• 9. GSM Base Station Maintenance Figure 3.6: Bandpass Filter A bandpass filter is shown in Figure 3.6. It is a device that allows a specific range of frequencies to pass and rejects other frequencies. It is chosen to allow specific mixing product to pass through it. Bandpass filters are also used in the channel filter or duplexer between the antenna and base station. Common bandpass filter faults include: • Distortion of Signals • Excessive Amplitude Loss • Passband Tilt • Ripple in Passband Distortion of Signals A bandpass filter can delay the various frequencies of the signal by different amounts. This is known as “Envelope Delay.” Excessive Amplitude Loss While all filters will cause some amplitude loss (insertion loss), a defective bandpass filter can cause an excessive loss in the signal passing through it. In the worst case, a broken filter can even prevent the signal from passing. Passband Tilt A bandpass filter can have more loss on one side of the passband than the other. In the case of a duplexer, where the filter is as wide as the Rx or Tx band for the cellular service, excessive tilt may cause problems when leveling the amplitude of multiple RF channels. In the case of a bandpass filter at the output of a mixer, tilt can cause distortion of the modulated signal. Ripple in Passband This is another way in which the response of a filter can vary with frequency. A bandpass filter can have ripple in its passband. This means that even if the signal is in the passband, the amplitude of the signal can change depending on its location within the passband. Ripple is different from tilt. Ripple causes the amplitude to increase and decrease at several places in the passband. However, tilt causes the amplitude to change from one side to another. Despite the differences in ripple and tilt, faults caused by ripple will be similar to those caused by tilt.8 Module 3: GSM RF Background and Measurements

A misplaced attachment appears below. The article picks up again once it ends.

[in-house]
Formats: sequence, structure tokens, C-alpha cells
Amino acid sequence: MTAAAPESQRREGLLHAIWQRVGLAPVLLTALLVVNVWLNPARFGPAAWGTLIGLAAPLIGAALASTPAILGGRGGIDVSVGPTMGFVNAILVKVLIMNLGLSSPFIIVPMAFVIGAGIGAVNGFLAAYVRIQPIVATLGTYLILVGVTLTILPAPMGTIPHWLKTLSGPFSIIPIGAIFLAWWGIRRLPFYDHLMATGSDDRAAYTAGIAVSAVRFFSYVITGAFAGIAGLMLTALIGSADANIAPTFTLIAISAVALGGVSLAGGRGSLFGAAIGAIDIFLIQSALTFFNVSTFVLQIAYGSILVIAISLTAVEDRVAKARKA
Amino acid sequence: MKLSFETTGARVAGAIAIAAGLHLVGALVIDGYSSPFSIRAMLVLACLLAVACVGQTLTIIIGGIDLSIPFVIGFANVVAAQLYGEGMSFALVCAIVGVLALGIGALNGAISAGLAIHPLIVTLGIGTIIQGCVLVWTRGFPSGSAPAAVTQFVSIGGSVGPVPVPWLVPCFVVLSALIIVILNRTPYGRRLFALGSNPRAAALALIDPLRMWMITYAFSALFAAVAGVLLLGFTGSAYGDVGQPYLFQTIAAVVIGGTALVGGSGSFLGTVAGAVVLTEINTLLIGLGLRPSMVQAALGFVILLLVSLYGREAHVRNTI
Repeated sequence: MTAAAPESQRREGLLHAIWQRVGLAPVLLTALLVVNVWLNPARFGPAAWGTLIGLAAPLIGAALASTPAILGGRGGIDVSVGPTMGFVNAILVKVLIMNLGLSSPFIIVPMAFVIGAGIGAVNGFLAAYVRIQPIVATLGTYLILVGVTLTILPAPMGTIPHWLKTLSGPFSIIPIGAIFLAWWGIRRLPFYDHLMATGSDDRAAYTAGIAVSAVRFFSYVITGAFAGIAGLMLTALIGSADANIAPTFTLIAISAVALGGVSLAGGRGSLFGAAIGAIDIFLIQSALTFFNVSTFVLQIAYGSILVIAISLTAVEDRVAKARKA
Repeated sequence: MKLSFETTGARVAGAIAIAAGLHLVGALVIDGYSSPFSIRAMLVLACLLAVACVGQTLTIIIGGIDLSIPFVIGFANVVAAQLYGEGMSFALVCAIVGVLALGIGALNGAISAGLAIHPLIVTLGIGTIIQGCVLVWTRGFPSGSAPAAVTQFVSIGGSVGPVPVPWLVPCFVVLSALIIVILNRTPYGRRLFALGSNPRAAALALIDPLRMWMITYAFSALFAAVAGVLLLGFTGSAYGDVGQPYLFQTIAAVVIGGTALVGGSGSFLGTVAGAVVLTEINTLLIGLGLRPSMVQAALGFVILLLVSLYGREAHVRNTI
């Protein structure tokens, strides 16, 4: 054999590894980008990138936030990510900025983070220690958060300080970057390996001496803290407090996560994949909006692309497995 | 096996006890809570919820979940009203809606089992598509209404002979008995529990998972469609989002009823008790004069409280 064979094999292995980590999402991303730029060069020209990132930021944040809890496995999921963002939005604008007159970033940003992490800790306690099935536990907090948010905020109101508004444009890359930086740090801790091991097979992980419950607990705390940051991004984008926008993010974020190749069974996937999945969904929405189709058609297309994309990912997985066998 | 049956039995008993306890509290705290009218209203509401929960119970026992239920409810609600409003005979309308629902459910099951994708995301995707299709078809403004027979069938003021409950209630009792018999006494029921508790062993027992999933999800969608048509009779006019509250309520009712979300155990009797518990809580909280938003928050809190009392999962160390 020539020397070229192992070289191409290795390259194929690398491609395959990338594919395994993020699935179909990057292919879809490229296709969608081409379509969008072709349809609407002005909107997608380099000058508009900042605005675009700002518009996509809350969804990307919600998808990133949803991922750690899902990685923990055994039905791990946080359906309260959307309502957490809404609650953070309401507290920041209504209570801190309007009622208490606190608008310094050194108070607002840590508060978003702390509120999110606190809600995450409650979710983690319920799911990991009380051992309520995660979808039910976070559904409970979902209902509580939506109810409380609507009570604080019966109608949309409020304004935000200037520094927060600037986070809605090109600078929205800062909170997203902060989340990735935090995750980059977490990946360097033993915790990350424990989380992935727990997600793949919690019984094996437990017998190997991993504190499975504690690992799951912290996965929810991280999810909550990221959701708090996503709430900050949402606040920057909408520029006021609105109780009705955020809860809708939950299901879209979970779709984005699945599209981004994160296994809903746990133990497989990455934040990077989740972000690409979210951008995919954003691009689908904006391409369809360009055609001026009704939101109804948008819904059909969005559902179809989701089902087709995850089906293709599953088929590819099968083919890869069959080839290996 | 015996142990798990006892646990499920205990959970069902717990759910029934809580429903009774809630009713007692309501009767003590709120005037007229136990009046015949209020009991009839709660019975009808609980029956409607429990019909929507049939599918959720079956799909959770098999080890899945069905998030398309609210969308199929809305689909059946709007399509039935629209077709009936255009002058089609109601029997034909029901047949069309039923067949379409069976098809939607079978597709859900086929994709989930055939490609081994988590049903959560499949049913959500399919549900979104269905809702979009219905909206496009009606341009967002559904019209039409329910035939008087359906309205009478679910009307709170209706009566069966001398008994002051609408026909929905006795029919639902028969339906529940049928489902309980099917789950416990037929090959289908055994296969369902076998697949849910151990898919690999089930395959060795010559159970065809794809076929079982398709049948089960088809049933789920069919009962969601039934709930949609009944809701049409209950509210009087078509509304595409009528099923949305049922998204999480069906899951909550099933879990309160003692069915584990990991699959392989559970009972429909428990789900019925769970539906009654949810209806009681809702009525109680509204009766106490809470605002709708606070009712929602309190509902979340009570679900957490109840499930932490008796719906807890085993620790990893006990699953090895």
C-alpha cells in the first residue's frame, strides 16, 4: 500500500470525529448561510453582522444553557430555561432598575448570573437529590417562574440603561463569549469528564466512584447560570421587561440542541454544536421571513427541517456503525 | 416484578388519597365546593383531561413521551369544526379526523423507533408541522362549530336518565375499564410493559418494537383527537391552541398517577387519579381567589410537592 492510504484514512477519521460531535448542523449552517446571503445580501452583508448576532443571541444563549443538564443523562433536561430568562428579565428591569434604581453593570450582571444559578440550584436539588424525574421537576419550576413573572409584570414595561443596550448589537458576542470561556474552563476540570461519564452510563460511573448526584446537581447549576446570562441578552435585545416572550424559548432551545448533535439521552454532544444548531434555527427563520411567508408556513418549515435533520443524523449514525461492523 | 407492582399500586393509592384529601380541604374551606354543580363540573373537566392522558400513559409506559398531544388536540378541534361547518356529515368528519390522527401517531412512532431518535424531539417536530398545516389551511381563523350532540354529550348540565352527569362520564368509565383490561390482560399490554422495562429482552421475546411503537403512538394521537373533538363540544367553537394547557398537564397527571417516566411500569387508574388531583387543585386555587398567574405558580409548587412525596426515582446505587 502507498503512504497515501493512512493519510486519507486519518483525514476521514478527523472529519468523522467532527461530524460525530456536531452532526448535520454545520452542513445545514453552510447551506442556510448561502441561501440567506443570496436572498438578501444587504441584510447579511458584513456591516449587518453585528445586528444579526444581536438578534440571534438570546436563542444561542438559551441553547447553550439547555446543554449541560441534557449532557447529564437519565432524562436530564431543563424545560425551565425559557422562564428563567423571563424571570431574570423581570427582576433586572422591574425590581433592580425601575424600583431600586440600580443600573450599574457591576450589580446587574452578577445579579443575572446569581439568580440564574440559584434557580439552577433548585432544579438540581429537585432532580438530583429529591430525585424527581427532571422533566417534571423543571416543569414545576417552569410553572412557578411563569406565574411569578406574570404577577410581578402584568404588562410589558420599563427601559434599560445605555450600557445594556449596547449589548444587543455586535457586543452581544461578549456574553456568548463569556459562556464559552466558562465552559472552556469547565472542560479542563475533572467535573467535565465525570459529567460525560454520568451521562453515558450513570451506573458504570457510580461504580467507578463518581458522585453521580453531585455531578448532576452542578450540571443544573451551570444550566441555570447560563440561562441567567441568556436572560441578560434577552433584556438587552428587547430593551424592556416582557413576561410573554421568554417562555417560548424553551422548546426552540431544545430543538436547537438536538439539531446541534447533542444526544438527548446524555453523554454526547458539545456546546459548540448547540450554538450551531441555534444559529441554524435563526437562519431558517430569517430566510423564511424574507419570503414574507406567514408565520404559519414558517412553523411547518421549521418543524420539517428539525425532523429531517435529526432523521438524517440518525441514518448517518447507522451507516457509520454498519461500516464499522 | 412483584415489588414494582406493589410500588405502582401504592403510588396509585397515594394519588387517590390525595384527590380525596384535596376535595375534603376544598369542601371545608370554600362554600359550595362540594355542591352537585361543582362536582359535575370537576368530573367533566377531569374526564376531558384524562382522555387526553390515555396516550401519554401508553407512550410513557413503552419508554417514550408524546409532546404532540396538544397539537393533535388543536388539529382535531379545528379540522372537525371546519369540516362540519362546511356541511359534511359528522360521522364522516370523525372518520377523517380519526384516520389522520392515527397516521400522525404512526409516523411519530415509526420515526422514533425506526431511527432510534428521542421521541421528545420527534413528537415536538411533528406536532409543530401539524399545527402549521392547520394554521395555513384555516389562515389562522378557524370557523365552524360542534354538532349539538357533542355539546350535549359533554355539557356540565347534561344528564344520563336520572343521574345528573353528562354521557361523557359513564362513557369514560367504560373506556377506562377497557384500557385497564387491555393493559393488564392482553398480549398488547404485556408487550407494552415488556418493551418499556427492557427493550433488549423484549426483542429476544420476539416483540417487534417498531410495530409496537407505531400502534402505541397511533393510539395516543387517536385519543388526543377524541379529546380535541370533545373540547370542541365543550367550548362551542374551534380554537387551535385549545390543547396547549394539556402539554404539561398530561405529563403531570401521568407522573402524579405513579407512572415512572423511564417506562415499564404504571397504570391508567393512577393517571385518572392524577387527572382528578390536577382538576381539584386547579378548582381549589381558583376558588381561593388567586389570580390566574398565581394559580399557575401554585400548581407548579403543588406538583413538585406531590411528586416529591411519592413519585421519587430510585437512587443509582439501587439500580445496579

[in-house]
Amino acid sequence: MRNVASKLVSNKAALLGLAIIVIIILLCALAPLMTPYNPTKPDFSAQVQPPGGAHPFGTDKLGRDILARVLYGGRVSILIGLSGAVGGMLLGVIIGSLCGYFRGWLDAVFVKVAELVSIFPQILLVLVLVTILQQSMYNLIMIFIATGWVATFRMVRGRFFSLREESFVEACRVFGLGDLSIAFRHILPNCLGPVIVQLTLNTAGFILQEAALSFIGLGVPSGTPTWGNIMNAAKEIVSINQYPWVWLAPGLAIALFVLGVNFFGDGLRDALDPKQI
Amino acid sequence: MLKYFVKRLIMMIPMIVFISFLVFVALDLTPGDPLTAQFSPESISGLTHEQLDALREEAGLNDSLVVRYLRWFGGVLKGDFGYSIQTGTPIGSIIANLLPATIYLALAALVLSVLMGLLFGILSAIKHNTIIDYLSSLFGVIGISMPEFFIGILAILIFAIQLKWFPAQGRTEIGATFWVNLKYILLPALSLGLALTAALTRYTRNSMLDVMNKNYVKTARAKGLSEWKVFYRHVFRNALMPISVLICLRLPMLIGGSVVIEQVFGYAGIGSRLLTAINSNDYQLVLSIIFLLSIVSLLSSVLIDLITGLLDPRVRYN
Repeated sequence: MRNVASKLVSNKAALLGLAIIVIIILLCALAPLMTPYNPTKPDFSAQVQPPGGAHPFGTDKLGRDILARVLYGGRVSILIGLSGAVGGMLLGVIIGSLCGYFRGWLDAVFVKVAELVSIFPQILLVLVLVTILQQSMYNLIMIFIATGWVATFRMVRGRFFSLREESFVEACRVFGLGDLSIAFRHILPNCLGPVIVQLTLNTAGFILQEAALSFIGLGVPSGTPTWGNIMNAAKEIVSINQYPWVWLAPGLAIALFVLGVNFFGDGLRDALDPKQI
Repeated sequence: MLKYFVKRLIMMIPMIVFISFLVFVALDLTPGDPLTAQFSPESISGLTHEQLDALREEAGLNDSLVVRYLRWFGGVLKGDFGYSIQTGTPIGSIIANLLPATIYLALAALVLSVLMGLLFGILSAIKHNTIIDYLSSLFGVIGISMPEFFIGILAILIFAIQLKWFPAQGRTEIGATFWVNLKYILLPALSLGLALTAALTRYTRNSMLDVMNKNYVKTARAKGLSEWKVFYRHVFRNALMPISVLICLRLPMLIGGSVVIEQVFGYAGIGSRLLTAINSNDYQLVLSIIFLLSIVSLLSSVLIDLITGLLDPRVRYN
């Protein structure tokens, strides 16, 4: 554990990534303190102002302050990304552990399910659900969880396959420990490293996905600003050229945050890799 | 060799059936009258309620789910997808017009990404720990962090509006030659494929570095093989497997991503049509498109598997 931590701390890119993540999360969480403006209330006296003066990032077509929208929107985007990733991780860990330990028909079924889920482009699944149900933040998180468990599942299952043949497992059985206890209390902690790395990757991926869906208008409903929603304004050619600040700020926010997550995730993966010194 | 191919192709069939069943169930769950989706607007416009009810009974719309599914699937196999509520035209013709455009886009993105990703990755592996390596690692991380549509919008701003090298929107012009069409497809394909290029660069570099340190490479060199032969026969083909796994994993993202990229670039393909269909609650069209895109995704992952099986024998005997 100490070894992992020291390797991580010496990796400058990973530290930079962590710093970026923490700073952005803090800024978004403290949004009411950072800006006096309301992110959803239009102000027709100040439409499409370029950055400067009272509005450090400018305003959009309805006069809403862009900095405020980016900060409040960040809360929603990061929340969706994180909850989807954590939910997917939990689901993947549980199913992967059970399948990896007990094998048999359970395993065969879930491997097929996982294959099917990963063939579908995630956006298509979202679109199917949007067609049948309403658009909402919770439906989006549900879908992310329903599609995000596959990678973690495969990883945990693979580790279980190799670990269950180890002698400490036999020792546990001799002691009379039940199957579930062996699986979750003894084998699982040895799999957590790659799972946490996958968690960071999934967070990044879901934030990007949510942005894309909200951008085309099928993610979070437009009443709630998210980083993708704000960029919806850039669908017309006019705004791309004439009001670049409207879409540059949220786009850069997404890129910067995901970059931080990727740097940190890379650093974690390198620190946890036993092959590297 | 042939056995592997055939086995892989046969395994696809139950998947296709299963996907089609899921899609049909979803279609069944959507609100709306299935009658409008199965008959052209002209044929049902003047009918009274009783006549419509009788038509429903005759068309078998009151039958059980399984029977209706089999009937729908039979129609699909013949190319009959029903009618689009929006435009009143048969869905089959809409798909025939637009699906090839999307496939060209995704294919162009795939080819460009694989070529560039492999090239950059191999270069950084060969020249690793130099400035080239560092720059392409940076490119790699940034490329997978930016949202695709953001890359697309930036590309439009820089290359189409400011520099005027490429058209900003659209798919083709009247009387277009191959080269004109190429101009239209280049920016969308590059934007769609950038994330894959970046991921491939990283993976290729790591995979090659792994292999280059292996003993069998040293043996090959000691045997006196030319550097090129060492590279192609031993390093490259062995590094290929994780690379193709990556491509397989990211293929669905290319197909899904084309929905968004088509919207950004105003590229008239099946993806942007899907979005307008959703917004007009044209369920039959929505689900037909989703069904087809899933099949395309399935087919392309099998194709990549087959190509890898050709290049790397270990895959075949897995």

• 10. GSM Base Station Maintenance Amplifier An amplifier is a device that boosts the power level of a signal. It reproduces an input signal at a higher power level. RF amplifiers are normally meant to produce a fixed gain. The RF amplifier, depicted in Figure 3.7, is set at a gain of 10 dB. When the power level of an input signal increases, an RF amplifier may not be able to reproduce the signal. This can be due to the limitations of the amplifier’s power supply or limits on the power rating of the amplifier. Often, the maximum intended output power is set lower than the maximum rating of the amplifiers to avoid these limits. This difference between the maximum output rating of the amplifier and the maximum intended output is called headroom. Sharp Corners Figure 3.7 RF Amplifier In GSM systems, multiple carriers may enter the amplifier. The main criteria for selecting an RF amplifier for GSM systems are linearity, headroom, low IM, and appropriate input power. Common errors introduced by an amplifier are: • Clipping • Compression • Power level driftModule 3: GSM RF Background and Measurements 9
  • 11. GSM Base Station Maintenance Clipping The output signal is clipped when it exceeds the available amplifier headroom. Clipping produces sharp corners in the waveform as shown in Figure 3.8. A clipped waveform is composed of a series of harmonics similar to a square wave. The more a signal is clipped, the more it resembles a square wave. So, clipping leads to the generation of harmonics, which result in power loss. Harmonics that are not passed by the duplexer are often reflected back to the amplifier. This may result in Intermodulation Distortion. Figure 3.8: Simulated display of clipping Figure 3.8 depicts the frequency components of a clipped carrier. A clipped carrier is composed of signals at the fundamental frequency and at multiples of the fundamental frequency. In the case of clipping, the harmonics may be even or odd. Odd harmonics occur if each polarity of the signal is clipped. Even harmonics occur if one polarity is clipped more than another. These harmonics continue indefinitely but their amplitude reduces so that they are eventually lost in the noise. As the clipping increases, the power level of the higher order harmonics also increase.10 Module 3: GSM RF Background and Measurements